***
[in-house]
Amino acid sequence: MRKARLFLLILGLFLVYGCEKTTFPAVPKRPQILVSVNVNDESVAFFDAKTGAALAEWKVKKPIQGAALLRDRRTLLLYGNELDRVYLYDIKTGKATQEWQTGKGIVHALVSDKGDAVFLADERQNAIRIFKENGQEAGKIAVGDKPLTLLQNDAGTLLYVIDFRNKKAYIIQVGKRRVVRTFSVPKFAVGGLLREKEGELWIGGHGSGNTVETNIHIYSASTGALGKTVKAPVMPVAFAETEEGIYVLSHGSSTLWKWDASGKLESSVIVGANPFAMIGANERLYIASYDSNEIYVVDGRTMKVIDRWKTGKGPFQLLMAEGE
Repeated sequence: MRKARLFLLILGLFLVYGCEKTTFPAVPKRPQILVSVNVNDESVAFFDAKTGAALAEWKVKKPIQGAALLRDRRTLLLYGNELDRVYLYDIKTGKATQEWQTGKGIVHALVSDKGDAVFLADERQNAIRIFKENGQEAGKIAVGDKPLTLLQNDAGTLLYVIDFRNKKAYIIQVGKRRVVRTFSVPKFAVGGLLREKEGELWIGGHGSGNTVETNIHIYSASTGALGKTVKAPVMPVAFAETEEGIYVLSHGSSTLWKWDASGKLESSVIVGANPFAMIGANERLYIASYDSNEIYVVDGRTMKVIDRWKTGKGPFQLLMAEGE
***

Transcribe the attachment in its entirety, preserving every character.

[in-house]
Amino acid sequence: MRKARLFLLILGLFLVYGCEKTTFPAVPKRPQILVSVNVNDESVAFFDAKTGAALAEWKVKKPIQGAALLRDRRTLLLYGNELDRVYLYDIKTGKATQEWQTGKGIVHALVSDKGDAVFLADERQNAIRIFKENGQEAGKIAVGDKPLTLLQNDAGTLLYVIDFRNKKAYIIQVGKRRVVRTFSVPKFAVGGLLREKEGELWIGGHGSGNTVETNIHIYSASTGALGKTVKAPVMPVAFAETEEGIYVLSHGSSTLWKWDASGKLESSVIVGANPFAMIGANERLYIASYDSNEIYVVDGRTMKVIDRWKTGKGPFQLLMAEGE
Repeated sequence: MRKARLFLLILGLFLVYGCEKTTFPAVPKRPQILVSVNVNDESVAFFDAKTGAALAEWKVKKPIQGAALLRDRRTLLLYGNELDRVYLYDIKTGKATQEWQTGKGIVHALVSDKGDAVFLADERQNAIRIFKENGQEAGKIAVGDKPLTLLQNDAGTLLYVIDFRNKKAYIIQVGKRRVVRTFSVPKFAVGGLLREKEGELWIGGHGSGNTVETNIHIYSASTGALGKTVKAPVMPVAFAETEEGIYVLSHGSSTLWKWDASGKLESSVIVGANPFAMIGANERLYIASYDSNEIYVVDGRTMKVIDRWKTGKGPFQLLMAEGE